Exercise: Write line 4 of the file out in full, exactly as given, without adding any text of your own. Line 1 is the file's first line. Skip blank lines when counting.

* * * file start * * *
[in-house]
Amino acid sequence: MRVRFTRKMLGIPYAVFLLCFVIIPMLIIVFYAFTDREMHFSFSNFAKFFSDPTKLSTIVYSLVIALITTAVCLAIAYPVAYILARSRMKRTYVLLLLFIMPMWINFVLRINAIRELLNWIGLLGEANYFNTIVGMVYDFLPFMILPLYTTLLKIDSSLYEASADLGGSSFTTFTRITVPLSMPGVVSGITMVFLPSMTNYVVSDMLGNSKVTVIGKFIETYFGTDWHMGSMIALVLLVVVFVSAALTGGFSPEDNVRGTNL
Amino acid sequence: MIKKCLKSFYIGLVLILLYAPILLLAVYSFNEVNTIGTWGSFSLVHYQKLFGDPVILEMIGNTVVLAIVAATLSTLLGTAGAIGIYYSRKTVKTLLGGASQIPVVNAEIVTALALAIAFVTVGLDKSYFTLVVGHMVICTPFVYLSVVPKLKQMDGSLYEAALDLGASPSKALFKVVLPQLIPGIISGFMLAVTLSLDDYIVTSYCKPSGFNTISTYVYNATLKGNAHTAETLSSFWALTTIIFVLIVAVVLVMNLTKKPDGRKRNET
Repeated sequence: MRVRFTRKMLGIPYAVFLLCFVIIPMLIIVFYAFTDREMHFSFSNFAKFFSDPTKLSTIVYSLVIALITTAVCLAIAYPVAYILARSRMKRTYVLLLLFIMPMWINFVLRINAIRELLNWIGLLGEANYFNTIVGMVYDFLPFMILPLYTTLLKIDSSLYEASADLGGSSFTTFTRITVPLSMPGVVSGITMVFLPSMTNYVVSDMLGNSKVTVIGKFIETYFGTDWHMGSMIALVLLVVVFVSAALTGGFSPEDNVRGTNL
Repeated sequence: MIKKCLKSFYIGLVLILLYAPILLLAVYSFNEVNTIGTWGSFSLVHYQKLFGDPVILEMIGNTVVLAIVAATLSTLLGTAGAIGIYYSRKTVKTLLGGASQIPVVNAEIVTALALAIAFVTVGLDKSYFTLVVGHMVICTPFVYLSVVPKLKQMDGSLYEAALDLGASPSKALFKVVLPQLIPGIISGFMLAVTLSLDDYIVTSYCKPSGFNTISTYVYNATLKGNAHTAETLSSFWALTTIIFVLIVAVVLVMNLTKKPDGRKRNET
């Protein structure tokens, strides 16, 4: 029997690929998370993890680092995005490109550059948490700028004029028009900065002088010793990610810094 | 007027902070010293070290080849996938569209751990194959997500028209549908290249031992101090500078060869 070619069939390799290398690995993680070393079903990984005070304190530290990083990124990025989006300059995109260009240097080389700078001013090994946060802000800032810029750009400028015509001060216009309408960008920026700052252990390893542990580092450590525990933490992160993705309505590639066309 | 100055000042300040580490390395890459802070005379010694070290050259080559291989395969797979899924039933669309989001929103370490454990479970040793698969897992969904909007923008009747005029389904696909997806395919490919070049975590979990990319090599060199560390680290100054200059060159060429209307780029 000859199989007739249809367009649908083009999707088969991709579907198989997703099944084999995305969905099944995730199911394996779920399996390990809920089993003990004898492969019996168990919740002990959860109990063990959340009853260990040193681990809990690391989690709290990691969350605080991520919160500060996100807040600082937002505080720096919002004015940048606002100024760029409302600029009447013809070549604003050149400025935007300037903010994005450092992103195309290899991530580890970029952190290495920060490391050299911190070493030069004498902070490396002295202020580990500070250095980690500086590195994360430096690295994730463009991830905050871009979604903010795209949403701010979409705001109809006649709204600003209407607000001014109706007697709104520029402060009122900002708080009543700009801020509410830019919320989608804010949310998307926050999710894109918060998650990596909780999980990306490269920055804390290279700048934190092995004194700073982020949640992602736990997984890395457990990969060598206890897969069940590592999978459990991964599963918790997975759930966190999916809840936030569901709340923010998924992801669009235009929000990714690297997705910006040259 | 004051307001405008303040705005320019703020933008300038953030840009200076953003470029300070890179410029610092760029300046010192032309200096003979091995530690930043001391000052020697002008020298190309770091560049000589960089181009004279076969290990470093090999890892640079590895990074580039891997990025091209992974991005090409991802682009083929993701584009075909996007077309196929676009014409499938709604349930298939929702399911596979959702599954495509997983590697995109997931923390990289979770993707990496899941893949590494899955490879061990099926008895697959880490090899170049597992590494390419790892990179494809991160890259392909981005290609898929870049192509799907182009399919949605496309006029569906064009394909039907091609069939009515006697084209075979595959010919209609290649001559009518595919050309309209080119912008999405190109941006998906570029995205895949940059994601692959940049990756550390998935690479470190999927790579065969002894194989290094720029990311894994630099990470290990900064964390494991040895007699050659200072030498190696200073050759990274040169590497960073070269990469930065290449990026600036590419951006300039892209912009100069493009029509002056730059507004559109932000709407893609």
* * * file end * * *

Repeated sequence: MRVRFTRKMLGIPYAVFLLCFVIIPMLIIVFYAFTDREMHFSFSNFAKFFSDPTKLSTIVYSLVIALITTAVCLAIAYPVAYILARSRMKRTYVLLLLFIMPMWINFVLRINAIRELLNWIGLLGEANYFNTIVGMVYDFLPFMILPLYTTLLKIDSSLYEASADLGGSSFTTFTRITVPLSMPGVVSGITMVFLPSMTNYVVSDMLGNSKVTVIGKFIETYFGTDWHMGSMIALVLLVVVFVSAALTGGFSPEDNVRGTNL